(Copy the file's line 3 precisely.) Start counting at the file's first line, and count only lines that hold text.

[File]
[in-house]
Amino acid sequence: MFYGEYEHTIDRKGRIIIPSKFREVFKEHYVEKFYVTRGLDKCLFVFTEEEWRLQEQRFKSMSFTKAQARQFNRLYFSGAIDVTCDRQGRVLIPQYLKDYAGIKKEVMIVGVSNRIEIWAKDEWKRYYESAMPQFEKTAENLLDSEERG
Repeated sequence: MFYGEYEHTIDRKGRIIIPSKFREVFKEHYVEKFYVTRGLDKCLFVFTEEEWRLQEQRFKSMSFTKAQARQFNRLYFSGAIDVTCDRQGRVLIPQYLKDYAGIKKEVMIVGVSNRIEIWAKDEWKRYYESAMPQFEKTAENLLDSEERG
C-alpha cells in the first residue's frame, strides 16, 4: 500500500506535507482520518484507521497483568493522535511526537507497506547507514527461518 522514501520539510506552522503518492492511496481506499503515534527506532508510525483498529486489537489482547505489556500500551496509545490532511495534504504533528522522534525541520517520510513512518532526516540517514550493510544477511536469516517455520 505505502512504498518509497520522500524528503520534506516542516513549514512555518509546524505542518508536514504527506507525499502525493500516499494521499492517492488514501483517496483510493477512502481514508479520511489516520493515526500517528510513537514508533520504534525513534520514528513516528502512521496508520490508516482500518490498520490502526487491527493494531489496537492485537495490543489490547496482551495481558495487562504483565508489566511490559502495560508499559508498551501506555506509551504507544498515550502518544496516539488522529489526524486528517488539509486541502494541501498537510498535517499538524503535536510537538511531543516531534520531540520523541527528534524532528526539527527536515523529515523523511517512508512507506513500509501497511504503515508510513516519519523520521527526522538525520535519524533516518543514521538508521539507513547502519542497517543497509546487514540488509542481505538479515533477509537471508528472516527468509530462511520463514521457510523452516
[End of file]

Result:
Repeated sequence: MFYGEYEHTIDRKGRIIIPSKFREVFKEHYVEKFYVTRGLDKCLFVFTEEEWRLQEQRFKSMSFTKAQARQFNRLYFSGAIDVTCDRQGRVLIPQYLKDYAGIKKEVMIVGVSNRIEIWAKDEWKRYYESAMPQFEKTAENLLDSEERG